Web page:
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I agree. The more natural you can make the consequences, the faster they'll realize that their own behavior is causing their discomfort. Your main challenge is to be as consistent as gravity - the number one natural consequence.
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  #5  
Old 11-15-2012, 06:39 PM
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lucybelle lucybelle is offline
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Costa Rica
Science
You can be fun and play games, but be strict with it. Never argue with children. You're the rule. The end. They have a problem with it, they can talk to the director of the school.

Plan to play a game or activity one day. As soon as they mess up, put them to a silent writing assignment. Say you will continue to teach this way until they learn when is appropriate to talk.
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  #6  
Old 11-15-2012, 07:16 PM
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Securis Securis is offline
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Yep. Stick with strict but fair. You can always loosen up but you can only tighten down with difficulty.
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  #7  
Old 11-15-2012, 08:05 PM
Nichole906 Nichole906 is offline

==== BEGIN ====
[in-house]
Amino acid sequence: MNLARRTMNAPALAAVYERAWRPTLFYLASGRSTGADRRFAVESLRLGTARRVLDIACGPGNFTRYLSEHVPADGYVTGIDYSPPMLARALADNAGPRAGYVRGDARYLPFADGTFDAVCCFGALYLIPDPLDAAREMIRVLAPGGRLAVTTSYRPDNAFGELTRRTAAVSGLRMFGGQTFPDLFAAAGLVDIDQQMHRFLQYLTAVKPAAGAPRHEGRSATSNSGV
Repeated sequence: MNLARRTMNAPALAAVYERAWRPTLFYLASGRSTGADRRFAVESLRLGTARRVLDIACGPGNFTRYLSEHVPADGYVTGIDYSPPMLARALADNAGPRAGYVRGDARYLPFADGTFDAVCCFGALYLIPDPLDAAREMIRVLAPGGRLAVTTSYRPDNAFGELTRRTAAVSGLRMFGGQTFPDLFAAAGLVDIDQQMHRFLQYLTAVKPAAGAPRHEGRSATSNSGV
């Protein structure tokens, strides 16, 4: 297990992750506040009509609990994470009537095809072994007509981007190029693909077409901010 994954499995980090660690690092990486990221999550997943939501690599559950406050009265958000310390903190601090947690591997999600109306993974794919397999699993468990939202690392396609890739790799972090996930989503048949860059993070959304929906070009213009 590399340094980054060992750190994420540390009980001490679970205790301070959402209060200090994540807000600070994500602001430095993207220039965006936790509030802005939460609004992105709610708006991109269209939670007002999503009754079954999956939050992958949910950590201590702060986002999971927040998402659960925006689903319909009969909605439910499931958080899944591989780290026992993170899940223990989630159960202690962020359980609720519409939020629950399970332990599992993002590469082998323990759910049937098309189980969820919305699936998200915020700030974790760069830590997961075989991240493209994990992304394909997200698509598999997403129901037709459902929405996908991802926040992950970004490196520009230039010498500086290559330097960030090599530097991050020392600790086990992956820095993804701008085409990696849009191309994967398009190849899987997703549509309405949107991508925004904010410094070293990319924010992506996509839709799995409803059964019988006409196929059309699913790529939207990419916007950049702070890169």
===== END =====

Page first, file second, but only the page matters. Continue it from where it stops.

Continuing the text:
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Quote:
Originally Posted by waterfall View Post
I usually talk about how I can only do more games/hands on activities when students are listening and being respectful, so their actions determine what we do in class. Sometimes I'll even give two choices and tell them which one we do depends on their behavior. For example, math is at the very end of the day. So I tell students that depending on how their behavior is during the lesson, we'll either play a fact game for the last 10 minutes or we'll do extra workbook practice. Of course the key is to actually make them do the workbook practice if they're not behaving! It's not a perfect system, because sometimes we need to do the workbook just for practice and I don't want it to feel like punishment, but I have found that in general it works for my VERY chatty class.
I have tried this a few times when they ask why we never play games - I tell them we have a certain amount of work to get through for the day, and if we finish we can play a game, but we still havent been able to get through it all.
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  #8